What I’m hearing you say is as long as you have the similar core values, you should be able to lead  and manage these people well.


There’s a couple parts to that.  There’s variables to the event. I think I would assess the company’s, who’s going to be on site from different companies.  We want to assess everyone that is coming into this place. Here are our core values, I would record a video that I would give to anyone on site saying here’s what we stand for this is what we want the experience to be at the event. I would have them sign off before they ever got on site.


The challenge is when you have people you haven’t met.  There needs to be an education process. A video is at least some sort of training.  When I go to these events I can tell that there is a disconnect and that they are from different companies and areas and no one knows anyone and nothings consistent.  The best is when I have a question for someone and they are 20 feet away and no one comes up. If you’re not doing it [a training video] you are relying on another company to do that for you. Their expectations may be completely different from what yours are.


A lot of people make the mistake of not introducing themselves when they should.  I always go and make a point of meeting people in my crew that I don’t know and thank them for being on the show.


Here’s another idea, survey the attendees but also survey the workers. When you get those surveys back, you go how was your experience working with our company.  It becomes a good recruiting tool because they care about the people working they care about the attendees. The biggest thing right now, Uber the company satisfaction, they started with tracking drivers, what’s the review what’s the consumer experience.  Then over time they have the rider reviews. They have both and that’s public information and helps them to figure out how we are doing. A lot of areas where there’s a lot of vehicles and you have a 4.8 you can’t have a black car.


The second part to what I would do is id’ have secret shoppers to attend the event and record what the experience is.  I’d hire them to figure out what’s happening and figure out what are the areas we have to get better. You’re never going to get it perfect it’s an ongoing journey but you’re going to try to get better and better. Having secret shoppers focusing on those events is important. I think a lot of people listening, the challenge is people will be scared to do it, scared of the feedback, but the feedback is going to make you better.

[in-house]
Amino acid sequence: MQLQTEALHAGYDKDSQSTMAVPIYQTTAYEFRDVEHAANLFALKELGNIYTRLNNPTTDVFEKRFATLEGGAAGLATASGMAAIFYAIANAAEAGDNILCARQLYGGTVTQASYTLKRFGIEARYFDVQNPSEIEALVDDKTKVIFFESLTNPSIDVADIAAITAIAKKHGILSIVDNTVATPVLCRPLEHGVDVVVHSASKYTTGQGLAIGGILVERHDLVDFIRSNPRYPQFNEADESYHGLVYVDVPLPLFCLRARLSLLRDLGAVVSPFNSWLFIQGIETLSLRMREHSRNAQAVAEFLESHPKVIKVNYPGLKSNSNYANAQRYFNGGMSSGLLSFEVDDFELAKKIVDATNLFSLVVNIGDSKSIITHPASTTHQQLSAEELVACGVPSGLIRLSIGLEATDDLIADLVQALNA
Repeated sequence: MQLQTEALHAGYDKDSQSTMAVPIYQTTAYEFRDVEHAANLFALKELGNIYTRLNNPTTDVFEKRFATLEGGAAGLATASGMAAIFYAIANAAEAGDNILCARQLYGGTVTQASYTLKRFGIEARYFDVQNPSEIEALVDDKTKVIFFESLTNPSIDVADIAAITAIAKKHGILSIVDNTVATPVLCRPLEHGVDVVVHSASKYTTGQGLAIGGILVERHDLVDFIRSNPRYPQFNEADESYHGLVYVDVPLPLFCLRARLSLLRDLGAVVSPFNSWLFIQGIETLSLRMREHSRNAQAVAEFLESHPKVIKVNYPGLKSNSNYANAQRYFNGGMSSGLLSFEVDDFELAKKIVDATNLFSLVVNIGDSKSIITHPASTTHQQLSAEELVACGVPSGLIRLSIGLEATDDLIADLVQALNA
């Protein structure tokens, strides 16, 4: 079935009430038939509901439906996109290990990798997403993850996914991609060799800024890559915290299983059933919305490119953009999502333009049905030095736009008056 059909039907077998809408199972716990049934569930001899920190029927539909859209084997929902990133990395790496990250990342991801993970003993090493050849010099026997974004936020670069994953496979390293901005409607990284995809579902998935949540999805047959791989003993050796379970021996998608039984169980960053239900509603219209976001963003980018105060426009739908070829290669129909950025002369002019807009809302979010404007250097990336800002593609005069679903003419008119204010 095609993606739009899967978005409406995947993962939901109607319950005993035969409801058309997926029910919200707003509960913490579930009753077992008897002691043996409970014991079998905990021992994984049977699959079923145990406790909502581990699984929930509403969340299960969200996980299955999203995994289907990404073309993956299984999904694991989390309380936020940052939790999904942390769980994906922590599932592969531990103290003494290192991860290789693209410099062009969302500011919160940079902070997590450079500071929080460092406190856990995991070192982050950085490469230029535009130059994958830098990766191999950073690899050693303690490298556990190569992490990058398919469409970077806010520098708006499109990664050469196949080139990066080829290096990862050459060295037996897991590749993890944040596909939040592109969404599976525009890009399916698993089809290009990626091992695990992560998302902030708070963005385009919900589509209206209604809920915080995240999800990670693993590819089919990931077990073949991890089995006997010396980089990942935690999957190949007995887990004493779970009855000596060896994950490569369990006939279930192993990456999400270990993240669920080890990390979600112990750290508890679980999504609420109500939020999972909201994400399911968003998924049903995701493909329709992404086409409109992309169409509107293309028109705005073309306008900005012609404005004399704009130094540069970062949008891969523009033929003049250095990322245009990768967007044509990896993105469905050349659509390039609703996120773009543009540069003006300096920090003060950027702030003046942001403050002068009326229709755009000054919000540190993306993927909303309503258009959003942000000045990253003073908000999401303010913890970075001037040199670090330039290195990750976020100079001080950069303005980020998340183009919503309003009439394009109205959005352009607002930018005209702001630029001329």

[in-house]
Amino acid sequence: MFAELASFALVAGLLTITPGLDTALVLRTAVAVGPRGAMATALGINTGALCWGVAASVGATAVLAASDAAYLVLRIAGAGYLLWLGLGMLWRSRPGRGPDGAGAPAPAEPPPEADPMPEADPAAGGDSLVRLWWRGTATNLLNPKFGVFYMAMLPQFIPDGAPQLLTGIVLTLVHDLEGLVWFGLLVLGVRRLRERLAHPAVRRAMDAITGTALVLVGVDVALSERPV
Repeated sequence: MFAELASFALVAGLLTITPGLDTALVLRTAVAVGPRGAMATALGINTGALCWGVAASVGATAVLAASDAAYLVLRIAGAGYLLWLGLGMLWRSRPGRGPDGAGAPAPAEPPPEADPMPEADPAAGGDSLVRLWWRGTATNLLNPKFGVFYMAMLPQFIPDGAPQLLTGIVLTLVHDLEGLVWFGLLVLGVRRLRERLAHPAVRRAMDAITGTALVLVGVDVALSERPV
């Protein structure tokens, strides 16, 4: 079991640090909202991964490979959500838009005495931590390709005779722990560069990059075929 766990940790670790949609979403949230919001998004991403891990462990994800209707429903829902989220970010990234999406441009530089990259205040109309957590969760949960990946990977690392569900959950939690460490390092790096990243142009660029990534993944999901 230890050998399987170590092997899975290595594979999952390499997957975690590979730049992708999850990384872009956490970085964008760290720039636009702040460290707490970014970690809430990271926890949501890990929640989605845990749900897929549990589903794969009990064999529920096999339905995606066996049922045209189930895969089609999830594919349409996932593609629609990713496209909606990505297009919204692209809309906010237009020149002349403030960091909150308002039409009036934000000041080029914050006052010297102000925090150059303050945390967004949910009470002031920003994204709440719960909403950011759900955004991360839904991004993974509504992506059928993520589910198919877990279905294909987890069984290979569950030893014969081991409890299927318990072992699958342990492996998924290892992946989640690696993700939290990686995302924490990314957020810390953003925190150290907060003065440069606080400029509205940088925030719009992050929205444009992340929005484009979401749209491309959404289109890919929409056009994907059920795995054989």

If we don’t have satisfaction in the work we are doing, you’re clearly doing something wrong.


We just rolled out another customer satisfaction dashboard and there were a few scores for a few of our more experienced agents that are amazing that had lower scores. There’s a tendency when you’ve been in an industry for a long time that you start going through the motions.  You don’t go back to what made you sharp. Those scores were good for those agents to see maybe their service isn’t as good as it was before. We now have that as public face to our organization. It makes such a huge difference having those scores because it shows who’s providing the best level of service, which to us i the most important thing.


I realize in our organization everything is my fault.  Everything that happens there is something that’s my fault whether it’s training or consumer expectation.  We’ve been talking a lot about taking accountability for things that has happened. That’s how you get good leadership.  We used to blame the customer, and now the analogy that comes to me is, you’re driving down the road and a car comes out and t-bones you, whose fault is it?  In our organization it’s always our fault because we were still driving. That’s how we look at everything that happens. Whether someone hits us or we hit them, it’s always our fault and it’s something to learn from.  Maybe we were going to fast, or didn’t stop at the yellow light, or should have stopped because we saw the car coming. I’ve found that most organizations want to blame someone else, mostly the customer.


I love when someone owns something.  That’s what most customers want to hear.  “We messed up.” correct it and move forward.  It’s ok to make a mistake once but don’t make it twice.  That becomes a problem. I want people to fail, we call that learning opportunities.  That’s where people grow. I look back as we’ve grown, the mistakes I’ve made, those were the pivotal moments in our growth where we became an elite company.


If you continue to ignore and blame others you are fostering more failure down the road.


Constructive feedback is the most important thing.


When you’re building and leading your team, how are you ensuring the core values are instilled in your team daily?